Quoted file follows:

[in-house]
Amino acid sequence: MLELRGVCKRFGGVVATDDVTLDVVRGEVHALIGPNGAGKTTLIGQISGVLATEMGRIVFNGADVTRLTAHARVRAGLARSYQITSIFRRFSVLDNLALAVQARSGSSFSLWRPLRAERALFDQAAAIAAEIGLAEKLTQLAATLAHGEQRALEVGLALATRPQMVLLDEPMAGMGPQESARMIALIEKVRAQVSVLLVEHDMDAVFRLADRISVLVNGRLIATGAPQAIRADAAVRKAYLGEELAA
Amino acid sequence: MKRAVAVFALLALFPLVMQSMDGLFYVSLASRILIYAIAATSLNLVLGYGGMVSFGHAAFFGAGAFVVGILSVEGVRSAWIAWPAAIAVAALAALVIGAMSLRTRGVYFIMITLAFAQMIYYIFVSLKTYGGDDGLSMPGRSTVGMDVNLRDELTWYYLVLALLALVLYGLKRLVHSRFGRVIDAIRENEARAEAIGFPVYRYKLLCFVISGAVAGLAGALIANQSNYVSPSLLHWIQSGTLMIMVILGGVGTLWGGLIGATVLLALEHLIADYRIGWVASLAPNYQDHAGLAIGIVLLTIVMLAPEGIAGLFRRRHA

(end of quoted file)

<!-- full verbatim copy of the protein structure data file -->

[in-house]
Amino acid sequence: MLELRGVCKRFGGVVATDDVTLDVVRGEVHALIGPNGAGKTTLIGQISGVLATEMGRIVFNGADVTRLTAHARVRAGLARSYQITSIFRRFSVLDNLALAVQARSGSSFSLWRPLRAERALFDQAAAIAAEIGLAEKLTQLAATLAHGEQRALEVGLALATRPQMVLLDEPMAGMGPQESARMIALIEKVRAQVSVLLVEHDMDAVFRLADRISVLVNGRLIATGAPQAIRADAAVRKAYLGEELAA
Amino acid sequence: MKRAVAVFALLALFPLVMQSMDGLFYVSLASRILIYAIAATSLNLVLGYGGMVSFGHAAFFGAGAFVVGILSVEGVRSAWIAWPAAIAVAALAALVIGAMSLRTRGVYFIMITLAFAQMIYYIFVSLKTYGGDDGLSMPGRSTVGMDVNLRDELTWYYLVLALLALVLYGLKRLVHSRFGRVIDAIRENEARAEAIGFPVYRYKLLCFVISGAVAGLAGALIANQSNYVSPSLLHWIQSGTLMIMVILGGVGTLWGGLIGATVLLALEHLIADYRIGWVASLAPNYQDHAGLAIGIVLLTIVMLAPEGIAGLFRRRHA